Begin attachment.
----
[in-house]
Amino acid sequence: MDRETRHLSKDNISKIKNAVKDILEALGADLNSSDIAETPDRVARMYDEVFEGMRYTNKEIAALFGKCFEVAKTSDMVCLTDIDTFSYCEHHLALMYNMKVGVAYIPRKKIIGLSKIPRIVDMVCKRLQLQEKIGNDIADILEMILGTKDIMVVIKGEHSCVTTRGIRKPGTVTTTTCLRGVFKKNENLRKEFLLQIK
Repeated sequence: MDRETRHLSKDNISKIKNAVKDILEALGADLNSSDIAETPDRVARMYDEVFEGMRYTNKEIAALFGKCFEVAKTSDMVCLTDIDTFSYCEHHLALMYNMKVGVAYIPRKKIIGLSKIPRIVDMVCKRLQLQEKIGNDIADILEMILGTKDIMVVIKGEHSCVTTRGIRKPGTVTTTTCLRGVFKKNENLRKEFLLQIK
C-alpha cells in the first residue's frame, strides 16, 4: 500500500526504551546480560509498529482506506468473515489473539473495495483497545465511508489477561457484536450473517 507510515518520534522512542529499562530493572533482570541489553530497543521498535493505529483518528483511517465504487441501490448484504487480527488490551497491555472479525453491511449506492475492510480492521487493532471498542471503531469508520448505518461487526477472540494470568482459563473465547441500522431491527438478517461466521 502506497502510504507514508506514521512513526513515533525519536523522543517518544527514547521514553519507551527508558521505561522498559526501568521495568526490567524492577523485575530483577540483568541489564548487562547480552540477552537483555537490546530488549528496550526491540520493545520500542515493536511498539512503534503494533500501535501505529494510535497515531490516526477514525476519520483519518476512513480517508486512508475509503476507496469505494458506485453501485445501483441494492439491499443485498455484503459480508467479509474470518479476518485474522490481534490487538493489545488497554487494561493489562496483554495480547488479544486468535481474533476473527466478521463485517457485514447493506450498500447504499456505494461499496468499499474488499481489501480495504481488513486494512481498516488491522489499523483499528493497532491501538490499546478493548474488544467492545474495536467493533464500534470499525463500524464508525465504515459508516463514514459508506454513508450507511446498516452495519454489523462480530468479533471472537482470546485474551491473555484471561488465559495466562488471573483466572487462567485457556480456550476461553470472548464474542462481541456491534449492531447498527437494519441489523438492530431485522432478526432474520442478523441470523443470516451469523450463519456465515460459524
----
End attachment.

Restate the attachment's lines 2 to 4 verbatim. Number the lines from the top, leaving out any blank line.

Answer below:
Amino acid sequence: MDRETRHLSKDNISKIKNAVKDILEALGADLNSSDIAETPDRVARMYDEVFEGMRYTNKEIAALFGKCFEVAKTSDMVCLTDIDTFSYCEHHLALMYNMKVGVAYIPRKKIIGLSKIPRIVDMVCKRLQLQEKIGNDIADILEMILGTKDIMVVIKGEHSCVTTRGIRKPGTVTTTTCLRGVFKKNENLRKEFLLQIK
Repeated sequence: MDRETRHLSKDNISKIKNAVKDILEALGADLNSSDIAETPDRVARMYDEVFEGMRYTNKEIAALFGKCFEVAKTSDMVCLTDIDTFSYCEHHLALMYNMKVGVAYIPRKKIIGLSKIPRIVDMVCKRLQLQEKIGNDIADILEMILGTKDIMVVIKGEHSCVTTRGIRKPGTVTTTTCLRGVFKKNENLRKEFLLQIK
C-alpha cells in the first residue's frame, strides 16, 4: 500500500526504551546480560509498529482506506468473515489473539473495495483497545465511508489477561457484536450473517 507510515518520534522512542529499562530493572533482570541489553530497543521498535493505529483518528483511517465504487441501490448484504487480527488490551497491555472479525453491511449506492475492510480492521487493532471498542471503531469508520448505518461487526477472540494470568482459563473465547441500522431491527438478517461466521 502506497502510504507514508506514521512513526513515533525519536523522543517518544527514547521514553519507551527508558521505561522498559526501568521495568526490567524492577523485575530483577540483568541489564548487562547480552540477552537483555537490546530488549528496550526491540520493545520500542515493536511498539512503534503494533500501535501505529494510535497515531490516526477514525476519520483519518476512513480517508486512508475509503476507496469505494458506485453501485445501483441494492439491499443485498455484503459480508467479509474470518479476518485474522490481534490487538493489545488497554487494561493489562496483554495480547488479544486468535481474533476473527466478521463485517457485514447493506450498500447504499456505494461499496468499499474488499481489501480495504481488513486494512481498516488491522489499523483499528493497532491501538490499546478493548474488544467492545474495536467493533464500534470499525463500524464508525465504515459508516463514514459508506454513508450507511446498516452495519454489523462480530468479533471472537482470546485474551491473555484471561488465559495466562488471573483466572487462567485457556480456550476461553470472548464474542462481541456491534449492531447498527437494519441489523438492530431485522432478526432474520442478523441470523443470516451469523450463519456465515460459524